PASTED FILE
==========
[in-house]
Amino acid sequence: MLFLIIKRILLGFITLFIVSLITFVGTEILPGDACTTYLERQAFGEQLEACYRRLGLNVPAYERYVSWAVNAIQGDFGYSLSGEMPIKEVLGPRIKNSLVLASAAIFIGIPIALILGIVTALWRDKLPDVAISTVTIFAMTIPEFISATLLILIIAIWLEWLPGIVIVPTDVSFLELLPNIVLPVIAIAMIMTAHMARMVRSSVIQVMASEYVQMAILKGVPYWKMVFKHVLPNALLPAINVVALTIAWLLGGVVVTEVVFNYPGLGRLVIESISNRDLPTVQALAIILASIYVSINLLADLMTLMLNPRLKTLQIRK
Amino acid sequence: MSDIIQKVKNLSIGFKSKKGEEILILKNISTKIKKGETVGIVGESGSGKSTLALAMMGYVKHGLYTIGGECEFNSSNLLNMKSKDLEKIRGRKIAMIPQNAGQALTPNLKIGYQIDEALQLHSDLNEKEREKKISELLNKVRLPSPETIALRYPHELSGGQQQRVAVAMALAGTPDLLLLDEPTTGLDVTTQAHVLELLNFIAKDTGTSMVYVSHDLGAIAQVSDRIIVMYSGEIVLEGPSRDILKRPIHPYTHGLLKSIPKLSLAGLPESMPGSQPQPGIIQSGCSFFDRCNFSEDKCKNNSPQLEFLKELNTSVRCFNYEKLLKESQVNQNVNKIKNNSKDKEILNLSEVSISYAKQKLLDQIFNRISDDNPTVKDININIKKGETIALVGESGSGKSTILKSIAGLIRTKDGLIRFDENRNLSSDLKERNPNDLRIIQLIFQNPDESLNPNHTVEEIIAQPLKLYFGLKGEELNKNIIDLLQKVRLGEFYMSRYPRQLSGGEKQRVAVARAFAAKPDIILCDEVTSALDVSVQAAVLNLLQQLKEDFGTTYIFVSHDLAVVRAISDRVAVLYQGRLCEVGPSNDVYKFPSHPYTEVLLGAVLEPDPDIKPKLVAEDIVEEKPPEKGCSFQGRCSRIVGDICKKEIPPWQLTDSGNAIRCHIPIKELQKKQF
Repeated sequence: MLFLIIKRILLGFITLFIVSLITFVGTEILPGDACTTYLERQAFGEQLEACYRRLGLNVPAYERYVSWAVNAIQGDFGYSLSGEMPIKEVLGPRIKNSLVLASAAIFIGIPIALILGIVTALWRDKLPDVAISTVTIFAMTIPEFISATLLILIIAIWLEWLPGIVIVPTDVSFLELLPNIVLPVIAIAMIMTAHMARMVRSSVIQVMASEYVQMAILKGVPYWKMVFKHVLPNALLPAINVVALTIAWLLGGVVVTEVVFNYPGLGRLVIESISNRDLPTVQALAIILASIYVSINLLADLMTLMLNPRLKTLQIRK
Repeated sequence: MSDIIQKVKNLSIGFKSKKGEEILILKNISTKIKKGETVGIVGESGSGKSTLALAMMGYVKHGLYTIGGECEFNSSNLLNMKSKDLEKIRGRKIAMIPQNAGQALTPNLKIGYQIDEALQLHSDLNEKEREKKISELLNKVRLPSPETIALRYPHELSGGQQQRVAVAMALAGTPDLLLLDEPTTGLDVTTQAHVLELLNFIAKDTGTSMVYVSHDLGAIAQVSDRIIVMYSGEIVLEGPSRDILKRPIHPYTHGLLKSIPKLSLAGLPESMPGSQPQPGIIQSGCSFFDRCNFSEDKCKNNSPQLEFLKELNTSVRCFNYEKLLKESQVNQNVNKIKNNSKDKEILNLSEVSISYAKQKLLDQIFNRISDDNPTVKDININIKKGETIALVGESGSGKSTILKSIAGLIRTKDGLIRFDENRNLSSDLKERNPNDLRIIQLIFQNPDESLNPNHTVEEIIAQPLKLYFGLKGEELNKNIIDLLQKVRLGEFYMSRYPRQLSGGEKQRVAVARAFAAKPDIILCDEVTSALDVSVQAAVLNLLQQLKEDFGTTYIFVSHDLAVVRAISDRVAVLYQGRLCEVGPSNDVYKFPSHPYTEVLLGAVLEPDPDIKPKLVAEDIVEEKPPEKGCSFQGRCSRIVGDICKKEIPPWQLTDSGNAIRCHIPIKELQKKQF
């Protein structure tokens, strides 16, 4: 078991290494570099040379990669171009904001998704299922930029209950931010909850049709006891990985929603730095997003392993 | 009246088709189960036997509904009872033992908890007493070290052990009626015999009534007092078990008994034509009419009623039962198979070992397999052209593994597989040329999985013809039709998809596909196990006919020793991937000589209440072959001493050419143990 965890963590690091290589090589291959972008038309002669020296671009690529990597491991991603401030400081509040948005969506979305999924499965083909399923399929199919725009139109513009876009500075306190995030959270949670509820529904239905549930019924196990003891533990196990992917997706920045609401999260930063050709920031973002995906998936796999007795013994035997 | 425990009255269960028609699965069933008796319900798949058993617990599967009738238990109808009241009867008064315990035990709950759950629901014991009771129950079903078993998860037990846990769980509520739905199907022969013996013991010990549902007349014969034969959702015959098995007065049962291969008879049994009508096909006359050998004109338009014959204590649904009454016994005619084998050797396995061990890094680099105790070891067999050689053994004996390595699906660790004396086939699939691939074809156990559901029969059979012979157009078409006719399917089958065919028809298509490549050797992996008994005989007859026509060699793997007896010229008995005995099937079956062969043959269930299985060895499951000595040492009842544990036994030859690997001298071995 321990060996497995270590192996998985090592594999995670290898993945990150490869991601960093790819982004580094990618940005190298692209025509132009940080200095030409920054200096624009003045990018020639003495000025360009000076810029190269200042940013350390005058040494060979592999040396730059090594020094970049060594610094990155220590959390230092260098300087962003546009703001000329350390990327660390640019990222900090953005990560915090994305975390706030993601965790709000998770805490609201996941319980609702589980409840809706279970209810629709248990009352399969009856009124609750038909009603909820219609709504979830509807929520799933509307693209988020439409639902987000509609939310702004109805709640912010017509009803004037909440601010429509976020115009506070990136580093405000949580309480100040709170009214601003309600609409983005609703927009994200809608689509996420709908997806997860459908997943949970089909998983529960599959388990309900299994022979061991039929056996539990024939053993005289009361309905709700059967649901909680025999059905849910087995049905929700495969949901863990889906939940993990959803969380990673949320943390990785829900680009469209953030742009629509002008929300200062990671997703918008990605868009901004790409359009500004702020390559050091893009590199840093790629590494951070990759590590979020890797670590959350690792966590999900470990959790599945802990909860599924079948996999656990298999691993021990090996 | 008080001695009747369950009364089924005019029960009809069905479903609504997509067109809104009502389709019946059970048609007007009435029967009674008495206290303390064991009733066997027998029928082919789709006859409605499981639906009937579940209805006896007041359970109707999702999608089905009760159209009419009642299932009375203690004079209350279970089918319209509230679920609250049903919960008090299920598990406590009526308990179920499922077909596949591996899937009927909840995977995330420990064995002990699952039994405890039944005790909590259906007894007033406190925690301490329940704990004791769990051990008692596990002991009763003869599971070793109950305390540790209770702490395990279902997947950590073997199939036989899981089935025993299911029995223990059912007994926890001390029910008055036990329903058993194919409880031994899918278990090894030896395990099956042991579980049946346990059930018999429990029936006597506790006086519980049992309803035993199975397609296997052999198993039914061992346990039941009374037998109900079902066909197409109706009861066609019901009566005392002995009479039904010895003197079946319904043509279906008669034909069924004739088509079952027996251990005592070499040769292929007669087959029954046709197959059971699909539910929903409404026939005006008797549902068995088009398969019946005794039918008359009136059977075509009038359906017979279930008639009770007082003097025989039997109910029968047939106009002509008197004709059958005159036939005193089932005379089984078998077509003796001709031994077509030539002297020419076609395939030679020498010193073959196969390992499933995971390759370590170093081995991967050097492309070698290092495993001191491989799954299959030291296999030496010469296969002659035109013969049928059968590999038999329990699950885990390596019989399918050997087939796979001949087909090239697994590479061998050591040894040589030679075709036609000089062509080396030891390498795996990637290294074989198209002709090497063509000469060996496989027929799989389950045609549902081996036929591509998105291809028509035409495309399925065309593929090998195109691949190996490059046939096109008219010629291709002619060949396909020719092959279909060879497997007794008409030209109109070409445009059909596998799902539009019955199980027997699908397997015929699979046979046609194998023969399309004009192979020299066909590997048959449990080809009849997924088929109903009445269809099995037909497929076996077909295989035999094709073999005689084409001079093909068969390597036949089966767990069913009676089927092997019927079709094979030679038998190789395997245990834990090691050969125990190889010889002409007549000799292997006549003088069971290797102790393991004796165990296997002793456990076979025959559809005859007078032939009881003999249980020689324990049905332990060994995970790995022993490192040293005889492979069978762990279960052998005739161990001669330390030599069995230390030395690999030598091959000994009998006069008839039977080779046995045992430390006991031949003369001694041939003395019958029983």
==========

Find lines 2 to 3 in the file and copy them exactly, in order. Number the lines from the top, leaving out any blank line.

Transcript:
Amino acid sequence: MLFLIIKRILLGFITLFIVSLITFVGTEILPGDACTTYLERQAFGEQLEACYRRLGLNVPAYERYVSWAVNAIQGDFGYSLSGEMPIKEVLGPRIKNSLVLASAAIFIGIPIALILGIVTALWRDKLPDVAISTVTIFAMTIPEFISATLLILIIAIWLEWLPGIVIVPTDVSFLELLPNIVLPVIAIAMIMTAHMARMVRSSVIQVMASEYVQMAILKGVPYWKMVFKHVLPNALLPAINVVALTIAWLLGGVVVTEVVFNYPGLGRLVIESISNRDLPTVQALAIILASIYVSINLLADLMTLMLNPRLKTLQIRK
Amino acid sequence: MSDIIQKVKNLSIGFKSKKGEEILILKNISTKIKKGETVGIVGESGSGKSTLALAMMGYVKHGLYTIGGECEFNSSNLLNMKSKDLEKIRGRKIAMIPQNAGQALTPNLKIGYQIDEALQLHSDLNEKEREKKISELLNKVRLPSPETIALRYPHELSGGQQQRVAVAMALAGTPDLLLLDEPTTGLDVTTQAHVLELLNFIAKDTGTSMVYVSHDLGAIAQVSDRIIVMYSGEIVLEGPSRDILKRPIHPYTHGLLKSIPKLSLAGLPESMPGSQPQPGIIQSGCSFFDRCNFSEDKCKNNSPQLEFLKELNTSVRCFNYEKLLKESQVNQNVNKIKNNSKDKEILNLSEVSISYAKQKLLDQIFNRISDDNPTVKDININIKKGETIALVGESGSGKSTILKSIAGLIRTKDGLIRFDENRNLSSDLKERNPNDLRIIQLIFQNPDESLNPNHTVEEIIAQPLKLYFGLKGEELNKNIIDLLQKVRLGEFYMSRYPRQLSGGEKQRVAVARAFAAKPDIILCDEVTSALDVSVQAAVLNLLQQLKEDFGTTYIFVSHDLAVVRAISDRVAVLYQGRLCEVGPSNDVYKFPSHPYTEVLLGAVLEPDPDIKPKLVAEDIVEEKPPEKGCSFQGRCSRIVGDICKKEIPPWQLTDSGNAIRCHIPIKELQKKQF